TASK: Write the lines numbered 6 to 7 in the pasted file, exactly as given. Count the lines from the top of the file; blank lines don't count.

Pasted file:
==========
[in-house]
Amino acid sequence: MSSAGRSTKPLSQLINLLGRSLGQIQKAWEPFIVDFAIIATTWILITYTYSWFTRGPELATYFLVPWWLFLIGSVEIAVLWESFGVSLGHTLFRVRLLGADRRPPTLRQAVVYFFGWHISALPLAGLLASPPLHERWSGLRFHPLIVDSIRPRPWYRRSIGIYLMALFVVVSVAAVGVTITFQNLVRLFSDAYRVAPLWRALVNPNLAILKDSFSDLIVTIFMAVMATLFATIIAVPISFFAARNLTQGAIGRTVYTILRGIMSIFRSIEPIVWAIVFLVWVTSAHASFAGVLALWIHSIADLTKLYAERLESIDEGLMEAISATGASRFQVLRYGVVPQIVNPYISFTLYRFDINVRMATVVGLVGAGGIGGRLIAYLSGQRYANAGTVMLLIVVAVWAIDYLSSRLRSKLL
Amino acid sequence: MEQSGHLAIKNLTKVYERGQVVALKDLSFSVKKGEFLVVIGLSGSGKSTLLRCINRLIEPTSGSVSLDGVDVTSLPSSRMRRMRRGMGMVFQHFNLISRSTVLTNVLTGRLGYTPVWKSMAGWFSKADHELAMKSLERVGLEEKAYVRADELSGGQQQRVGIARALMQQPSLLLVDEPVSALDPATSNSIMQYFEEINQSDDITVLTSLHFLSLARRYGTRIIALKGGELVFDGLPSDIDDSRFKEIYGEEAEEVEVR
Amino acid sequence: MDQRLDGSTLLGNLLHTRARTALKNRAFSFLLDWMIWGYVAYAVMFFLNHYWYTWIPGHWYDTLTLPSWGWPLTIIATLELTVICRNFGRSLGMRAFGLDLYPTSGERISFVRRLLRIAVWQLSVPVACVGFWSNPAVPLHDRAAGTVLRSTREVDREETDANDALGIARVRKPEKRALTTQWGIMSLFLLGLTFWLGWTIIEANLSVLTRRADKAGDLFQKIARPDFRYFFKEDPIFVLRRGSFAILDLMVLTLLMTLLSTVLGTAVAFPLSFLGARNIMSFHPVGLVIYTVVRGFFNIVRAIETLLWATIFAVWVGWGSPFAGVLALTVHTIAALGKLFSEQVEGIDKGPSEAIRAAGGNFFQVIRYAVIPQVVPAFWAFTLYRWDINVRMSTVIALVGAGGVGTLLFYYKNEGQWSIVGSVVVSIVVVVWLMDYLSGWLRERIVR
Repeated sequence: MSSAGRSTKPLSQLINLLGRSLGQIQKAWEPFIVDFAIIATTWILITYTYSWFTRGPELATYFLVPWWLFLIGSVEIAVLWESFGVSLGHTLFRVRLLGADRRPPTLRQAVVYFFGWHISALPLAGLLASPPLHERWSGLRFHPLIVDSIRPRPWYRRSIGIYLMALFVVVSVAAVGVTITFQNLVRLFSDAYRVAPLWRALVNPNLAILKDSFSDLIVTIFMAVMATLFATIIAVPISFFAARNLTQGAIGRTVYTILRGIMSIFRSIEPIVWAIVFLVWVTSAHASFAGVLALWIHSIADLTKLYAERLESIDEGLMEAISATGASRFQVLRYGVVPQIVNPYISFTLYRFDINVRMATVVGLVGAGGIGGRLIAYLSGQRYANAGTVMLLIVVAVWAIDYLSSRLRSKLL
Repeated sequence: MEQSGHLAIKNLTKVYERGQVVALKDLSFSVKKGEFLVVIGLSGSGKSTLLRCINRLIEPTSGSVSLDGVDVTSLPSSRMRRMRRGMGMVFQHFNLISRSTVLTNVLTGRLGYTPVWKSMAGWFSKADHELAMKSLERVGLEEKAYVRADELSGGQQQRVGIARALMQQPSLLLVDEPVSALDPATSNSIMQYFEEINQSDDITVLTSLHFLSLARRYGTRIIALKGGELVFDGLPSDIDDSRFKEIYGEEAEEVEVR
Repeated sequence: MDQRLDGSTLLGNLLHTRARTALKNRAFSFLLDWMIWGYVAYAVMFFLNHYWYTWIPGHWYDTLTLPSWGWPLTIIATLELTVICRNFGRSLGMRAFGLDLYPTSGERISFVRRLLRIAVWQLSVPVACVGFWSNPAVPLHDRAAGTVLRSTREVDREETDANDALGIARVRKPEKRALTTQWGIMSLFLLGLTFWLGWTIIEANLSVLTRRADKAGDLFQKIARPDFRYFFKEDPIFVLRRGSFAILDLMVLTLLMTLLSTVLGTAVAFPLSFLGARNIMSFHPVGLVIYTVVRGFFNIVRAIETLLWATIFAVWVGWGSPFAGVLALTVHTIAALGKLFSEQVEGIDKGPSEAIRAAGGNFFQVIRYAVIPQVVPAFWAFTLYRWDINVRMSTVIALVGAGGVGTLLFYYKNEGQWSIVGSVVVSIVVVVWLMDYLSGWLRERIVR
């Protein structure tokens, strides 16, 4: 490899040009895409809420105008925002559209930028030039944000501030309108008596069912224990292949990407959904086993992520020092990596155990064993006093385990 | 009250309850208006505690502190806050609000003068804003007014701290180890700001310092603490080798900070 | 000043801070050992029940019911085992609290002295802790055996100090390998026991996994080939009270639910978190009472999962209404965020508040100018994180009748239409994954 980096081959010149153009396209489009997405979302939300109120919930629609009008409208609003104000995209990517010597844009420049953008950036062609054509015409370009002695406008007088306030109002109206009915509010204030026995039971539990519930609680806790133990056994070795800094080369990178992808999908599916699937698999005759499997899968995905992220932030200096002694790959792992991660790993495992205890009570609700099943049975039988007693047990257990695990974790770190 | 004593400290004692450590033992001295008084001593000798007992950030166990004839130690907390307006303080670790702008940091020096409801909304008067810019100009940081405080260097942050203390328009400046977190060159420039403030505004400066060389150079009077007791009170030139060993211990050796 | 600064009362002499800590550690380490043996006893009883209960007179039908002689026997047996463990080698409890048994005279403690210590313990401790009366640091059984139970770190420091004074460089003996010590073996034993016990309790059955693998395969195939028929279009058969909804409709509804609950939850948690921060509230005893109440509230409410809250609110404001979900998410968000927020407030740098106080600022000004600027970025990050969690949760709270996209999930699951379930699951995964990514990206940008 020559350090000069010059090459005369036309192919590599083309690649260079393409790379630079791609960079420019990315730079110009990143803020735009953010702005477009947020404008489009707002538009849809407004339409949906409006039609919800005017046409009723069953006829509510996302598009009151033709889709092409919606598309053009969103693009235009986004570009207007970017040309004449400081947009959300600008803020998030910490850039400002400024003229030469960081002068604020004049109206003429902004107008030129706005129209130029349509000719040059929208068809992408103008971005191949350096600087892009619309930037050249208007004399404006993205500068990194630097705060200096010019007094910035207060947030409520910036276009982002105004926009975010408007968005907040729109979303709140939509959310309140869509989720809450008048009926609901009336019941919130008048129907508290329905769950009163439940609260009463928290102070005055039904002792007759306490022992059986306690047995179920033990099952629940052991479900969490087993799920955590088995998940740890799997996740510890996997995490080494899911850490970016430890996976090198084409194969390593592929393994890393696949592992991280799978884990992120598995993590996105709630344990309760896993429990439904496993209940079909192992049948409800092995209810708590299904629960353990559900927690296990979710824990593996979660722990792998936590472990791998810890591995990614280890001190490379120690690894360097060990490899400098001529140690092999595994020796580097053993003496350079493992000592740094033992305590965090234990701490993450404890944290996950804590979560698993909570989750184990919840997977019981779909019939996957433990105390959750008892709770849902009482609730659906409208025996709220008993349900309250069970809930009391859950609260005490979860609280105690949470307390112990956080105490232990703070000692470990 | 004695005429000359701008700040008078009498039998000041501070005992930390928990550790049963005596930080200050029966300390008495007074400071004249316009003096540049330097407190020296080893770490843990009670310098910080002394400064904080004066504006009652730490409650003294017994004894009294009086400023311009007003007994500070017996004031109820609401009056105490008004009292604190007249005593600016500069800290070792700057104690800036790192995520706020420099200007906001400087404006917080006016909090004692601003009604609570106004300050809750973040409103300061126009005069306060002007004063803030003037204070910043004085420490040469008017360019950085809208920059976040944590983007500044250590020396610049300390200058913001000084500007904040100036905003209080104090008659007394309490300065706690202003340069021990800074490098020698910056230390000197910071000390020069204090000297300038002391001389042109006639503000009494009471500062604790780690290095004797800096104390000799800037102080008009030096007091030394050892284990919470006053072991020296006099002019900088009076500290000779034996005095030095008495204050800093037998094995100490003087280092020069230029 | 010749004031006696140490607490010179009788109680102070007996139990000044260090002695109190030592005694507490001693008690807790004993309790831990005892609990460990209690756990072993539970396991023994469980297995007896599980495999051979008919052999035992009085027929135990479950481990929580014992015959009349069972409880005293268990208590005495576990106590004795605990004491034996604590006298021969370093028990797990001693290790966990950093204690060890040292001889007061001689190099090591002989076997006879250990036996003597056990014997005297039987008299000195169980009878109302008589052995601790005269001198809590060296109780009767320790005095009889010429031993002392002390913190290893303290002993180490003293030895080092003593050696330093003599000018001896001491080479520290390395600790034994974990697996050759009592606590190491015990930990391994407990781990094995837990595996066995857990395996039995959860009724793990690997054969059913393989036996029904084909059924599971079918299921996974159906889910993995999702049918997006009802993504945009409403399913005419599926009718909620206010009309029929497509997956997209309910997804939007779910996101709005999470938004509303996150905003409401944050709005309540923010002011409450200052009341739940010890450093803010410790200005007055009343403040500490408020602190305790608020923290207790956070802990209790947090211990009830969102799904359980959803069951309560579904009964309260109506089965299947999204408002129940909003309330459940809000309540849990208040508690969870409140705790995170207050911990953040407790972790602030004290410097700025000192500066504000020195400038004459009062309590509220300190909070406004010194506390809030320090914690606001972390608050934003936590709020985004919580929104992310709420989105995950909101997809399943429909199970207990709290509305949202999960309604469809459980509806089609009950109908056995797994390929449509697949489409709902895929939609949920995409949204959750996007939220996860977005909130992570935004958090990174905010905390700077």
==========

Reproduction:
Repeated sequence: MEQSGHLAIKNLTKVYERGQVVALKDLSFSVKKGEFLVVIGLSGSGKSTLLRCINRLIEPTSGSVSLDGVDVTSLPSSRMRRMRRGMGMVFQHFNLISRSTVLTNVLTGRLGYTPVWKSMAGWFSKADHELAMKSLERVGLEEKAYVRADELSGGQQQRVGIARALMQQPSLLLVDEPVSALDPATSNSIMQYFEEINQSDDITVLTSLHFLSLARRYGTRIIALKGGELVFDGLPSDIDDSRFKEIYGEEAEEVEVR
Repeated sequence: MDQRLDGSTLLGNLLHTRARTALKNRAFSFLLDWMIWGYVAYAVMFFLNHYWYTWIPGHWYDTLTLPSWGWPLTIIATLELTVICRNFGRSLGMRAFGLDLYPTSGERISFVRRLLRIAVWQLSVPVACVGFWSNPAVPLHDRAAGTVLRSTREVDREETDANDALGIARVRKPEKRALTTQWGIMSLFLLGLTFWLGWTIIEANLSVLTRRADKAGDLFQKIARPDFRYFFKEDPIFVLRRGSFAILDLMVLTLLMTLLSTVLGTAVAFPLSFLGARNIMSFHPVGLVIYTVVRGFFNIVRAIETLLWATIFAVWVGWGSPFAGVLALTVHTIAALGKLFSEQVEGIDKGPSEAIRAAGGNFFQVIRYAVIPQVVPAFWAFTLYRWDINVRMSTVIALVGAGGVGTLLFYYKNEGQWSIVGSVVVSIVVVVWLMDYLSGWLRERIVR